Is a Grave or Graveyard a Material Fact?
This “mandatory” disclosure of the presence of a graveyard on a property falls within the law of agency. The common law of agency requires every real estate agent to disclose material facts. Material facts are any facts that might affect the principal’s decision in a transaction. Further, in North Carolina, License Law requires that a real estate agent must disclose material facts to any party to the transaction. That would include the buyer, the seller, the agents, the attorney’s, mortgage lender, insurance companies, etc.
Material Facts in a Real Estate Transaction
So what are material facts in a real estate transaction? They are:
- Facts about the property itself
- Facts relating directly to the property
- Facts relating directly to the ability of the agent’s principal to complete the transaction
- Facts known to be of specific importance to a party
Facts about the property itself would include items like a structural defect, leaky roof, bad plumbing, etc.
Facts that relate directly to the property would include a pending zoning change, existence of restrictive covenants, new highway construction (like the south I-540 loop), airport noise, etc.
Facts that relate directly to the ability of a principal to complete the transaction would include facts like a buyer must sell current home before closing (we use the Contingent Sale Addendum to do this), the inability of buyer to obtain a loan, or the seller has been notified of the commencement of foreclosure process on his home.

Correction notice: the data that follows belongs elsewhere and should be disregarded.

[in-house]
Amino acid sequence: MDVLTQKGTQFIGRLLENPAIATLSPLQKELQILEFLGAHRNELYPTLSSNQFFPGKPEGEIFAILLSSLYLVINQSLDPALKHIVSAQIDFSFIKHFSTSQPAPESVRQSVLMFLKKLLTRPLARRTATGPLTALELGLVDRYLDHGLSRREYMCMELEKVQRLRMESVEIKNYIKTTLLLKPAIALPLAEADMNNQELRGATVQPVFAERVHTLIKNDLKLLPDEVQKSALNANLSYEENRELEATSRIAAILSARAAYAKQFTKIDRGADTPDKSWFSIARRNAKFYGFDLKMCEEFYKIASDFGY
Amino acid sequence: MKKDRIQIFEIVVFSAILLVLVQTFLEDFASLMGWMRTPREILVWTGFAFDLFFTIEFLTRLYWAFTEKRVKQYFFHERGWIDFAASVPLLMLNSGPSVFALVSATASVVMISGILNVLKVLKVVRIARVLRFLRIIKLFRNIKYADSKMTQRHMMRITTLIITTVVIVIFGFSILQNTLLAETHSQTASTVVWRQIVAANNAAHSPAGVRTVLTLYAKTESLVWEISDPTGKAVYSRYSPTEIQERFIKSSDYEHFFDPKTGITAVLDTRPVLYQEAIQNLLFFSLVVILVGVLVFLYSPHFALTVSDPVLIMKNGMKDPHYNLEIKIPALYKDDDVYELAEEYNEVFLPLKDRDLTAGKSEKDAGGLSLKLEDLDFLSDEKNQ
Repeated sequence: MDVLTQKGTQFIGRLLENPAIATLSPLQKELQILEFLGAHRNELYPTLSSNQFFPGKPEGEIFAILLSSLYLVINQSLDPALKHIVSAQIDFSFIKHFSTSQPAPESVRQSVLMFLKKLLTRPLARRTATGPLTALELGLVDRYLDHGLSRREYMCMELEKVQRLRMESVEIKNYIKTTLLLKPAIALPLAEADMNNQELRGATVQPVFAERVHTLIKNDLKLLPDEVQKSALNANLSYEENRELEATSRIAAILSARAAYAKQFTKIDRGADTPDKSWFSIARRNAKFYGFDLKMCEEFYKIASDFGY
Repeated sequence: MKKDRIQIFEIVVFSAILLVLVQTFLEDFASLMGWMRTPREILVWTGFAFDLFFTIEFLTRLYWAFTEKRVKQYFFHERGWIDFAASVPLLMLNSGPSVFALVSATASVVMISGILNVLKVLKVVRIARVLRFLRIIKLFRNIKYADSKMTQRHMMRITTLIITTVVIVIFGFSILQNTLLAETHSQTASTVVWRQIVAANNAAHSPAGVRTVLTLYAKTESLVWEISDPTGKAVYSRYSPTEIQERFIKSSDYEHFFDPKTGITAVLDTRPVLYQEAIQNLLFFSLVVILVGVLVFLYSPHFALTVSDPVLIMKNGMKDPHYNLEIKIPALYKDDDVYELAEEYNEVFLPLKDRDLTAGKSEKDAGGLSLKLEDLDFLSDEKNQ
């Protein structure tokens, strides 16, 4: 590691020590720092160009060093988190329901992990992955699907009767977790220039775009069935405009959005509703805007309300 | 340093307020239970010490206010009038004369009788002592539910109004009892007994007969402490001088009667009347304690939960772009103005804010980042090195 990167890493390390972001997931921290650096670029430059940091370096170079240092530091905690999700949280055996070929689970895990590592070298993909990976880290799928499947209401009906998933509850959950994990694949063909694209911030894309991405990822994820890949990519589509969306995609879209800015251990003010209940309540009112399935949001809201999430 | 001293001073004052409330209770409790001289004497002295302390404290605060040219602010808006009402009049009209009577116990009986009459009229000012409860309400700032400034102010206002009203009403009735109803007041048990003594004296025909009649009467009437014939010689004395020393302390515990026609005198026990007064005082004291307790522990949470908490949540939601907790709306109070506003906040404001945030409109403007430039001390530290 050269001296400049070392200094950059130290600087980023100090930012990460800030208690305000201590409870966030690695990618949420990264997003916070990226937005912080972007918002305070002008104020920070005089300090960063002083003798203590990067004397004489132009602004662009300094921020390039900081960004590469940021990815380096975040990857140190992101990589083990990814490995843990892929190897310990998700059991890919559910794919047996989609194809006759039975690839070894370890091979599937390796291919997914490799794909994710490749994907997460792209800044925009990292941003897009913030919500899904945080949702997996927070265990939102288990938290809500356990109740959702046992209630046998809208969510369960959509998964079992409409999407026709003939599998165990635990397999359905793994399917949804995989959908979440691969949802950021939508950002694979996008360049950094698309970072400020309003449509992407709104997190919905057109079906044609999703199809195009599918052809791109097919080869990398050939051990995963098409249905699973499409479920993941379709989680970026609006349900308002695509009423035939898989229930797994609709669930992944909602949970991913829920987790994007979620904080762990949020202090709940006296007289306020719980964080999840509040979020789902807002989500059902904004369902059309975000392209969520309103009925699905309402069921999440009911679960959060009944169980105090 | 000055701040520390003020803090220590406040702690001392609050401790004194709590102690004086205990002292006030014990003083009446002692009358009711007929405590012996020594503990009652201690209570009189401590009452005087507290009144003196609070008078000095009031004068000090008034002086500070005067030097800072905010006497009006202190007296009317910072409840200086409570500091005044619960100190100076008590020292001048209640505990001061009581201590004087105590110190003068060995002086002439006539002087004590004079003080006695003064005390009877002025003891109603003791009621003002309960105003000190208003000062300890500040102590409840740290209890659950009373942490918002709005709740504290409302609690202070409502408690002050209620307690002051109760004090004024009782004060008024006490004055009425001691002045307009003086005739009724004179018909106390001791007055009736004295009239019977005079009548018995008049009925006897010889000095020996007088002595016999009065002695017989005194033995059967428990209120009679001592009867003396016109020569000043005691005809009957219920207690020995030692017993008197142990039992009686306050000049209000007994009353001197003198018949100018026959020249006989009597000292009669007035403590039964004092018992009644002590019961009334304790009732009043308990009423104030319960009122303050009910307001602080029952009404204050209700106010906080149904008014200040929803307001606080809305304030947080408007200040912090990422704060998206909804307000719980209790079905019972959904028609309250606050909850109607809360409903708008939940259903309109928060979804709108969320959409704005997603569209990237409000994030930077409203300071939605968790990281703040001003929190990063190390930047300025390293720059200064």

Facts that are known to be of special importance to a party would include the fact that a buyer does not want a home with septic tank, or the fact that the protective covenants say that a property may not be used for home business. So why is the presence of a grave or graveyard a material fact? Gravesites located on a property are considered a material fact, in part because of other statutes which may allow the decedent’s progeny to have access to the property for purposes of periodically paying their respects to their forebear(s).
How should an agent disclose this information?
As far as I know there is not a NCAR form to use to provide graveyard disclosures. I would first check if the grave or graveyard is noted on the deed. If so, I would include a copy of the deed in the TMLS documents and note the fact in the agent remarks section. I would also be sure every buyer is sent a copy of the deed when an offer is submitted. The NCREC wants every agent (and the firm) to have a copy of the deed to property being listed or purchased in their transaction file. I would also recommend that the seller check paragraph 27 on the Residential Property Disclosure Form and then provide an explanation.